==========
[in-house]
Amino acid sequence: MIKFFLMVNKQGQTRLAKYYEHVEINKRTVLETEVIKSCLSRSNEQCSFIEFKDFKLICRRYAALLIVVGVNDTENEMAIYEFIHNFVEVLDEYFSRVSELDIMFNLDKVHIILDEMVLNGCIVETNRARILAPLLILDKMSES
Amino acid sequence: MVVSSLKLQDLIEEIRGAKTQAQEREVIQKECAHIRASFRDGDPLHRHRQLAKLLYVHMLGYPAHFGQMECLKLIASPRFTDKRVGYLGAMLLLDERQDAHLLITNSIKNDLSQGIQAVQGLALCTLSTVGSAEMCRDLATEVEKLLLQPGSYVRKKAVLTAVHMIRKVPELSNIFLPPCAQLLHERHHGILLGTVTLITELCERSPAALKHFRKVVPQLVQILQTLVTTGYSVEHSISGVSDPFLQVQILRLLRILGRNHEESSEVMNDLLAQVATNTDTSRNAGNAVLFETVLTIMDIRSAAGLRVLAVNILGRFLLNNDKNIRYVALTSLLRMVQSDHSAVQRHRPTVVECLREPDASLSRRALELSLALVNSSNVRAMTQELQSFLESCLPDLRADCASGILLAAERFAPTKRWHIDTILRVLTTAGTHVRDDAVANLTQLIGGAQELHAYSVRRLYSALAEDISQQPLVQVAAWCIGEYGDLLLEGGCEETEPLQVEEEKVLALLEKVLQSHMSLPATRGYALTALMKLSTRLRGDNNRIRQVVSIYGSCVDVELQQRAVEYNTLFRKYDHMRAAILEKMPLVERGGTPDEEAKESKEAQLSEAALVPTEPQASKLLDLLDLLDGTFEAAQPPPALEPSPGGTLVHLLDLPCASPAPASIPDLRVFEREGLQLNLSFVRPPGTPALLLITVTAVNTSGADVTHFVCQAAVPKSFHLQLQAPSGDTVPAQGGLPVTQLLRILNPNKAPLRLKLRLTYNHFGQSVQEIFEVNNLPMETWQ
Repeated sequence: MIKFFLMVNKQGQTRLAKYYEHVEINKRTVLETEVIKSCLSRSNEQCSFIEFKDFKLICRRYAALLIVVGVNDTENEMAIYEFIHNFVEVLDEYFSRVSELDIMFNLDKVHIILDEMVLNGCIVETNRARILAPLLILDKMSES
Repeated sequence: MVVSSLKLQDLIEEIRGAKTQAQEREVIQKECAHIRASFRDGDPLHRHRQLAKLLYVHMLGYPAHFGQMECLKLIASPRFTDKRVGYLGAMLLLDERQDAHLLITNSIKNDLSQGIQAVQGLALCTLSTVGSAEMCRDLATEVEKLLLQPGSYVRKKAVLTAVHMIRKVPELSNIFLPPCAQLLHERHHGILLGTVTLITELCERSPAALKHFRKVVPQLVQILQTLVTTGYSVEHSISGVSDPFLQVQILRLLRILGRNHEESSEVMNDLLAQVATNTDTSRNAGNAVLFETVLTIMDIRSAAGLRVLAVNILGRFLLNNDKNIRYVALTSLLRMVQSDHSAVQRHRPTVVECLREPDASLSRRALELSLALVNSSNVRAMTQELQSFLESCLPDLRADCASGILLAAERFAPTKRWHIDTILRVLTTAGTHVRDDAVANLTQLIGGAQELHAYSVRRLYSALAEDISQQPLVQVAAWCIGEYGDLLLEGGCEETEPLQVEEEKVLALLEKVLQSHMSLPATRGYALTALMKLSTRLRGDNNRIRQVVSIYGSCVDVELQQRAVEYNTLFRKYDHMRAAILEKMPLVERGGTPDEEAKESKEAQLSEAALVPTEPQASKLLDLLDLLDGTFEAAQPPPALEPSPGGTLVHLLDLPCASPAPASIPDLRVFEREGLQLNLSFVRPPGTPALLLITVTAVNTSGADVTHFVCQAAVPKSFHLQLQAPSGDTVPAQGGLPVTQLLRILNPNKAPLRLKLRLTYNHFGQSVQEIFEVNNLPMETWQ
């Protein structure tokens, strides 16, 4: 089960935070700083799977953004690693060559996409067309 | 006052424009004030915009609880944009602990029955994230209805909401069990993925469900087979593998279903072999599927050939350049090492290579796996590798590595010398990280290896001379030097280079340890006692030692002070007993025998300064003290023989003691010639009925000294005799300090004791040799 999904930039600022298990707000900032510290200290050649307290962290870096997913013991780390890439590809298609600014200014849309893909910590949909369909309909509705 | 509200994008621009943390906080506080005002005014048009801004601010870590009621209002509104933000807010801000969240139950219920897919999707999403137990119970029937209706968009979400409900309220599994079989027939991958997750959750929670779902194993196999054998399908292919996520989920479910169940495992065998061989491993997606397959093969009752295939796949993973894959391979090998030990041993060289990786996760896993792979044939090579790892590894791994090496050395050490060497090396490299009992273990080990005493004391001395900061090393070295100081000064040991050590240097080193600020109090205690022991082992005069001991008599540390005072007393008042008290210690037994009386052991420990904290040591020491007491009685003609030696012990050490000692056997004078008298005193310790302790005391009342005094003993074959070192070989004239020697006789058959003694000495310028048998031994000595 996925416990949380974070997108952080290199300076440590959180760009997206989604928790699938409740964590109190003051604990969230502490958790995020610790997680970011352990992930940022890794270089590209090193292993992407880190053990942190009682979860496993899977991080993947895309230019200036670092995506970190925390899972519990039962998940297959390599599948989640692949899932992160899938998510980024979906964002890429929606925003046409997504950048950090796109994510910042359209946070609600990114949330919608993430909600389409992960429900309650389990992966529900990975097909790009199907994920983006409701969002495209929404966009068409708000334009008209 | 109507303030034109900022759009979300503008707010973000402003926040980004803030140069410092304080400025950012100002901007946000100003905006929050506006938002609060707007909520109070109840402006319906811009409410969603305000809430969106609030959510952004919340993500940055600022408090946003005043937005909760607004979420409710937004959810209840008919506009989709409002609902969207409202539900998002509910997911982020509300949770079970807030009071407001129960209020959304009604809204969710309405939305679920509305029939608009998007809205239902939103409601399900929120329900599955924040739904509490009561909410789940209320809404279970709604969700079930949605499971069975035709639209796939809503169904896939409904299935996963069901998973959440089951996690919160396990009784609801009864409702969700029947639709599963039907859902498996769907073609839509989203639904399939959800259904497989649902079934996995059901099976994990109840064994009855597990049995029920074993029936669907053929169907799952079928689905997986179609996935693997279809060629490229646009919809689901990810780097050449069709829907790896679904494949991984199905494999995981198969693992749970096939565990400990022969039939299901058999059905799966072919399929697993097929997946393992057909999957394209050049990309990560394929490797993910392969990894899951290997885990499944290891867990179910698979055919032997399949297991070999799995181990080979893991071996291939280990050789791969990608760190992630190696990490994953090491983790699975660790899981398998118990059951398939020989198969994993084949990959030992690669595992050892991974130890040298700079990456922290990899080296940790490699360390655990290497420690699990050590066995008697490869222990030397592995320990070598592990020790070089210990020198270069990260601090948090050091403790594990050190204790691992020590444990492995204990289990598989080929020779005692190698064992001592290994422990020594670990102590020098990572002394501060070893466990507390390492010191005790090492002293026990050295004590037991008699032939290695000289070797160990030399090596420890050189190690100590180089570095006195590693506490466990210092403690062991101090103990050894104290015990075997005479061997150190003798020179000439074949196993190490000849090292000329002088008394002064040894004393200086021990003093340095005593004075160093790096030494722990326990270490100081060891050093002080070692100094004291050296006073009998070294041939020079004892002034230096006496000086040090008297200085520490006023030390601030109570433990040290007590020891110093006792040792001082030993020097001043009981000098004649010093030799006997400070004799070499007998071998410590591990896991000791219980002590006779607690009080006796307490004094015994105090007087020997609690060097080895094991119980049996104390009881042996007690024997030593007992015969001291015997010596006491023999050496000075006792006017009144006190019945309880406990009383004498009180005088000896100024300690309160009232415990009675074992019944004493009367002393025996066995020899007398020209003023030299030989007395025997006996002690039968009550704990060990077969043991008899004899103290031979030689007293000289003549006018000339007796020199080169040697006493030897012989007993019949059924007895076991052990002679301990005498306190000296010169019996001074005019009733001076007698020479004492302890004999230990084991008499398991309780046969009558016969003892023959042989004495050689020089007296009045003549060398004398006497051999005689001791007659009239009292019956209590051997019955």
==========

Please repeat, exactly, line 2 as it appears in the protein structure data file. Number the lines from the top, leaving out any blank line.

Amino acid sequence: MIKFFLMVNKQGQTRLAKYYEHVEINKRTVLETEVIKSCLSRSNEQCSFIEFKDFKLICRRYAALLIVVGVNDTENEMAIYEFIHNFVEVLDEYFSRVSELDIMFNLDKVHIILDEMVLNGCIVETNRARILAPLLILDKMSES